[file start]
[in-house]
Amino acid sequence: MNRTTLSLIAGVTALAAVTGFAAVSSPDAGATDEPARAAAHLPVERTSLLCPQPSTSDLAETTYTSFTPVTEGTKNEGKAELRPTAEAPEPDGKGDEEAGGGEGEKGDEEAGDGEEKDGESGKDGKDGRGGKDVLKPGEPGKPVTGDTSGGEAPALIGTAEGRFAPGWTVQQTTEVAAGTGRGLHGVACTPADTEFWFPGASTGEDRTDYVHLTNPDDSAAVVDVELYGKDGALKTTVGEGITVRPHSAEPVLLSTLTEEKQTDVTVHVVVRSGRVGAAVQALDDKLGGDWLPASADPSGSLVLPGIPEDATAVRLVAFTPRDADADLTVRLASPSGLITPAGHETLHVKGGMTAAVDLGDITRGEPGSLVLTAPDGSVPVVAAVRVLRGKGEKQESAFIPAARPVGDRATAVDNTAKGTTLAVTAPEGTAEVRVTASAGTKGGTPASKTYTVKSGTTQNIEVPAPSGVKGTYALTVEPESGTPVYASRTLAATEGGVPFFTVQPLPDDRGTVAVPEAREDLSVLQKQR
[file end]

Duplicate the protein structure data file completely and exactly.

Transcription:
[in-house]
Amino acid sequence: MNRTTLSLIAGVTALAAVTGFAAVSSPDAGATDEPARAAAHLPVERTSLLCPQPSTSDLAETTYTSFTPVTEGTKNEGKAELRPTAEAPEPDGKGDEEAGGGEGEKGDEEAGDGEEKDGESGKDGKDGRGGKDVLKPGEPGKPVTGDTSGGEAPALIGTAEGRFAPGWTVQQTTEVAAGTGRGLHGVACTPADTEFWFPGASTGEDRTDYVHLTNPDDSAAVVDVELYGKDGALKTTVGEGITVRPHSAEPVLLSTLTEEKQTDVTVHVVVRSGRVGAAVQALDDKLGGDWLPASADPSGSLVLPGIPEDATAVRLVAFTPRDADADLTVRLASPSGLITPAGHETLHVKGGMTAAVDLGDITRGEPGSLVLTAPDGSVPVVAAVRVLRGKGEKQESAFIPAARPVGDRATAVDNTAKGTTLAVTAPEGTAEVRVTASAGTKGGTPASKTYTVKSGTTQNIEVPAPSGVKGTYALTVEPESGTPVYASRTLAATEGGVPFFTVQPLPDDRGTVAVPEAREDLSVLQKQR